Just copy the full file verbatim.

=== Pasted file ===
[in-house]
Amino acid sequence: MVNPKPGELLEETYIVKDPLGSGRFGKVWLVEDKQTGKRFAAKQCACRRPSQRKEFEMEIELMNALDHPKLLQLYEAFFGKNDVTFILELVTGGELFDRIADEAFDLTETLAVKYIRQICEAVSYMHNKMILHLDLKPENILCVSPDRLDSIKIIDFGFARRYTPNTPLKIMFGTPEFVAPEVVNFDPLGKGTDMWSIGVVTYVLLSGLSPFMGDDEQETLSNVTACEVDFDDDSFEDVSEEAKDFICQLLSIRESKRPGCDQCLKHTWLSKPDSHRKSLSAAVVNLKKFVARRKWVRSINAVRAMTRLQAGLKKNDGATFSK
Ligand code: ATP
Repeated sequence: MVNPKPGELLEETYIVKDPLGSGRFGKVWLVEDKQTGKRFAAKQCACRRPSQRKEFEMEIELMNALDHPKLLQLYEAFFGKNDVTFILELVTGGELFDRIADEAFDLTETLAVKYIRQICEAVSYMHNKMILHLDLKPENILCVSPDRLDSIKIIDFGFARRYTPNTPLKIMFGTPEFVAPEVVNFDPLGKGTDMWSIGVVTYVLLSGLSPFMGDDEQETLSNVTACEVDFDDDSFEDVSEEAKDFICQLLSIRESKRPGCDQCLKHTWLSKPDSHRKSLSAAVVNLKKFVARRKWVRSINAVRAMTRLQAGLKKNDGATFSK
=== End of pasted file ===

[in-house]
Amino acid sequence: MVNPKPGELLEETYIVKDPLGSGRFGKVWLVEDKQTGKRFAAKQCACRRPSQRKEFEMEIELMNALDHPKLLQLYEAFFGKNDVTFILELVTGGELFDRIADEAFDLTETLAVKYIRQICEAVSYMHNKMILHLDLKPENILCVSPDRLDSIKIIDFGFARRYTPNTPLKIMFGTPEFVAPEVVNFDPLGKGTDMWSIGVVTYVLLSGLSPFMGDDEQETLSNVTACEVDFDDDSFEDVSEEAKDFICQLLSIRESKRPGCDQCLKHTWLSKPDSHRKSLSAAVVNLKKFVARRKWVRSINAVRAMTRLQAGLKKNDGATFSK
Ligand code: ATP
Repeated sequence: MVNPKPGELLEETYIVKDPLGSGRFGKVWLVEDKQTGKRFAAKQCACRRPSQRKEFEMEIELMNALDHPKLLQLYEAFFGKNDVTFILELVTGGELFDRIADEAFDLTETLAVKYIRQICEAVSYMHNKMILHLDLKPENILCVSPDRLDSIKIIDFGFARRYTPNTPLKIMFGTPEFVAPEVVNFDPLGKGTDMWSIGVVTYVLLSGLSPFMGDDEQETLSNVTACEVDFDDDSFEDVSEEAKDFICQLLSIRESKRPGCDQCLKHTWLSKPDSHRKSLSAAVVNLKKFVARRKWVRSINAVRAMTRLQAGLKKNDGATFSK